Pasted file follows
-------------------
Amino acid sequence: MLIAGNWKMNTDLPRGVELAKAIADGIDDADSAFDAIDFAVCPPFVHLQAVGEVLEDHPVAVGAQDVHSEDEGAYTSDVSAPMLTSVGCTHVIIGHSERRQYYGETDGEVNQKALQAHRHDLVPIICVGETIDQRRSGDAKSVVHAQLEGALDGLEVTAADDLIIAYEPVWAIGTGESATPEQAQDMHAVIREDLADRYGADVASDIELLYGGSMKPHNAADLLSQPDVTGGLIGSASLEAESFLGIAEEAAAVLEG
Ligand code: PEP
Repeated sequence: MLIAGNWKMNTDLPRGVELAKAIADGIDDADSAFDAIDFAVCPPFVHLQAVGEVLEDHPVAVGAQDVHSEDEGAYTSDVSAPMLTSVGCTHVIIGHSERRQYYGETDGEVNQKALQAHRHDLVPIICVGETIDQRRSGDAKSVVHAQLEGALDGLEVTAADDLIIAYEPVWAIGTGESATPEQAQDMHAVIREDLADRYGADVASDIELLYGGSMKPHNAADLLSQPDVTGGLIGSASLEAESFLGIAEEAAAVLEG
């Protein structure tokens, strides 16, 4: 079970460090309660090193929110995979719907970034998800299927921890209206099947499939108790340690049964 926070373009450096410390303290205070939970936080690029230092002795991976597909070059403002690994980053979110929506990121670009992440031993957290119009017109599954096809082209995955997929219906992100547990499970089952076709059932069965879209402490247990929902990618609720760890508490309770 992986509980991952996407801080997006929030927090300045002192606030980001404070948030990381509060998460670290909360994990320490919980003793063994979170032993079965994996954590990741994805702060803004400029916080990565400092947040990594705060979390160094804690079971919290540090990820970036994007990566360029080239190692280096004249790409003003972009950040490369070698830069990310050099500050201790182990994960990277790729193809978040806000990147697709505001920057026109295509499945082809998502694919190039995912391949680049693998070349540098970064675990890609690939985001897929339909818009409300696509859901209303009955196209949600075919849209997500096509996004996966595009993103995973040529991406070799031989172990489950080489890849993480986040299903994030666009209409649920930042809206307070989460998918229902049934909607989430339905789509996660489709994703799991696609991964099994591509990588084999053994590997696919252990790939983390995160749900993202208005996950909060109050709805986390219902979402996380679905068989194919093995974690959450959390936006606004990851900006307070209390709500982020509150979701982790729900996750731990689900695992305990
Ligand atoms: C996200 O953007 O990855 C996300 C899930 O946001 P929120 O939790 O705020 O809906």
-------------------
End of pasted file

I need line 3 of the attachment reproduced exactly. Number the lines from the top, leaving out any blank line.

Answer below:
Repeated sequence: MLIAGNWKMNTDLPRGVELAKAIADGIDDADSAFDAIDFAVCPPFVHLQAVGEVLEDHPVAVGAQDVHSEDEGAYTSDVSAPMLTSVGCTHVIIGHSERRQYYGETDGEVNQKALQAHRHDLVPIICVGETIDQRRSGDAKSVVHAQLEGALDGLEVTAADDLIIAYEPVWAIGTGESATPEQAQDMHAVIREDLADRYGADVASDIELLYGGSMKPHNAADLLSQPDVTGGLIGSASLEAESFLGIAEEAAAVLEG